This coming year, I have a lot I’ll be doing. I have 2 properties, one in the city outside of Huancayo, and one in Salcabamba, not far from where I’ll be teaching. Both properties need work, so when I’m not teaching 3 days/week, I’ll be improving my home life. I have a very small rustic house in Salcabamba that still needs work, and my property in the city (where I’m at most of the time) I live in what is basically a 8X10 pergola I built to enjoy the outdoors after my house is built. Food, shelter, and starting Jempstar Peru are the most important things! My vision for Jempstar Peru for the coming year is not only teaching the children English, but to also teach them how to become good members of the community. I’ll be starting a trash/recycling program with my school to help do this. I also have connections with other NGO’s in Huancayo I’d like my kids to know and learn about, and create Christmas cards for.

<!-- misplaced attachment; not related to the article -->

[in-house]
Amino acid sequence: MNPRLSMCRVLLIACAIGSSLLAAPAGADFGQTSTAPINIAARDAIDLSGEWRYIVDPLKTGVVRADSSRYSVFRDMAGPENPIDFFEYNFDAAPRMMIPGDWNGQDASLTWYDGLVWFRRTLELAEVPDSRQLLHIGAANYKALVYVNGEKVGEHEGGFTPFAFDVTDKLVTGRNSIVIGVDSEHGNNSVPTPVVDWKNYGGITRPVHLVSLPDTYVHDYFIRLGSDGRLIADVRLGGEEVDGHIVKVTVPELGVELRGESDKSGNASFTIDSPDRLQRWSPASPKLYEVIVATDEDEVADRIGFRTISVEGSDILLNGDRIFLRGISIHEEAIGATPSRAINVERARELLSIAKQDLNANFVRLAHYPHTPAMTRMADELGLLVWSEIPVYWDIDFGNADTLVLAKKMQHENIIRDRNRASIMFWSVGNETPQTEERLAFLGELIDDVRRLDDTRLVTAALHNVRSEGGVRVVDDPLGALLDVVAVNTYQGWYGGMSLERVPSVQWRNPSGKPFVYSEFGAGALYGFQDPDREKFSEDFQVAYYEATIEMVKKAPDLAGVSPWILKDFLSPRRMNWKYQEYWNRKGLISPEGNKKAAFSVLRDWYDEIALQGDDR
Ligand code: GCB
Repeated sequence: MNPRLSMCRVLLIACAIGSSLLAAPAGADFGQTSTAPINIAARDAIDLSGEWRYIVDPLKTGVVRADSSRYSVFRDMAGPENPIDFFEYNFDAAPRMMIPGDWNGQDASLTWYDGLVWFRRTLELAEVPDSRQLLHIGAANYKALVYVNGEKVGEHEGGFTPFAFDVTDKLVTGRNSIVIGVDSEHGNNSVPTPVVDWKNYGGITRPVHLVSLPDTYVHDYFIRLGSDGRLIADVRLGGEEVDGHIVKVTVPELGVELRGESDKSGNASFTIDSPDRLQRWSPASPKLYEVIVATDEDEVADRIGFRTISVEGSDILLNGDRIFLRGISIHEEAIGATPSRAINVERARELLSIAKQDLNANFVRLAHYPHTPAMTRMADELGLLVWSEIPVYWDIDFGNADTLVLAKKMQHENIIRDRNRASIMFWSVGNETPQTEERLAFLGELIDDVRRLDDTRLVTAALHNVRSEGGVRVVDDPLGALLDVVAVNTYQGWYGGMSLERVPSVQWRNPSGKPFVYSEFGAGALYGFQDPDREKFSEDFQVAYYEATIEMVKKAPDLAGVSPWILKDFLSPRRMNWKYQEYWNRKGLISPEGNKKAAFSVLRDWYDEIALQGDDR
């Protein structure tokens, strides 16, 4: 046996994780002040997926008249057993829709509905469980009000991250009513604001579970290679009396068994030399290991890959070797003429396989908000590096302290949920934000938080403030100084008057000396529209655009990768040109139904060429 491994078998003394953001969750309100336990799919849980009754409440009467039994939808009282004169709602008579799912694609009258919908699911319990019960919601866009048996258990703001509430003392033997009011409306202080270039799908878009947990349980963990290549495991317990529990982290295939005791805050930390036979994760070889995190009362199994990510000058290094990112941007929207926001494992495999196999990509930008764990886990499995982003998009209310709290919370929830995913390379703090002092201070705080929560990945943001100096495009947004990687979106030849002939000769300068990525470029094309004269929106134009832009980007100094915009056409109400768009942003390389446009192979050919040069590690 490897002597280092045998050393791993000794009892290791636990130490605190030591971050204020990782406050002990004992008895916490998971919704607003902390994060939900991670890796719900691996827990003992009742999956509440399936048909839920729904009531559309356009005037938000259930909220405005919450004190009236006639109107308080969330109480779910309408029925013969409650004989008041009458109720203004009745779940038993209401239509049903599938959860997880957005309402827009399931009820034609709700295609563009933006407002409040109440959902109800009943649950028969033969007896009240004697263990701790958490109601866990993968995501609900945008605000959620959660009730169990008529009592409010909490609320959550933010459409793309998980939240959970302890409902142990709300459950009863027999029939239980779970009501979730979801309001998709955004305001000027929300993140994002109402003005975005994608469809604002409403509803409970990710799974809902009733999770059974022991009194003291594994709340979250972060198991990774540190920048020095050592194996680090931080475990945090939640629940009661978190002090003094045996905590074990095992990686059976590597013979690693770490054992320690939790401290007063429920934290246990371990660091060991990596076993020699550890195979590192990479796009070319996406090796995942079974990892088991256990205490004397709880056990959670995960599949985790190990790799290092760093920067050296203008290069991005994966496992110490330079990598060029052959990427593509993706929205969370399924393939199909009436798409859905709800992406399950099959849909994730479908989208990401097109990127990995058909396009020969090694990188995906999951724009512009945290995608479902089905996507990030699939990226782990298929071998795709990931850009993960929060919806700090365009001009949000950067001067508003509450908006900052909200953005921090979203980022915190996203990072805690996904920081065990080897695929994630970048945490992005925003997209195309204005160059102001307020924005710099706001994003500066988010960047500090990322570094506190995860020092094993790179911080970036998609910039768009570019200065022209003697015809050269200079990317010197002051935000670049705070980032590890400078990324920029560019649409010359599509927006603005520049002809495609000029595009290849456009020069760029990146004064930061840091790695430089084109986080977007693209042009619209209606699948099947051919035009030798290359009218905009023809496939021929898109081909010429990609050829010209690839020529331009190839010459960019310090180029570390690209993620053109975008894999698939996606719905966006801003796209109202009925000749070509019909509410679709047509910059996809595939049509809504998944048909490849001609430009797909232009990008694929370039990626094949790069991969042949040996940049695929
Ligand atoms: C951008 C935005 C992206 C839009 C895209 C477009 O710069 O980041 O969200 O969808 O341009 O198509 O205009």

Do you want to start an NGO in Peru or need other kind of information about how to become a resident or company owner? Book an online consultation or an appointment at our office and we’ll be glad to help you.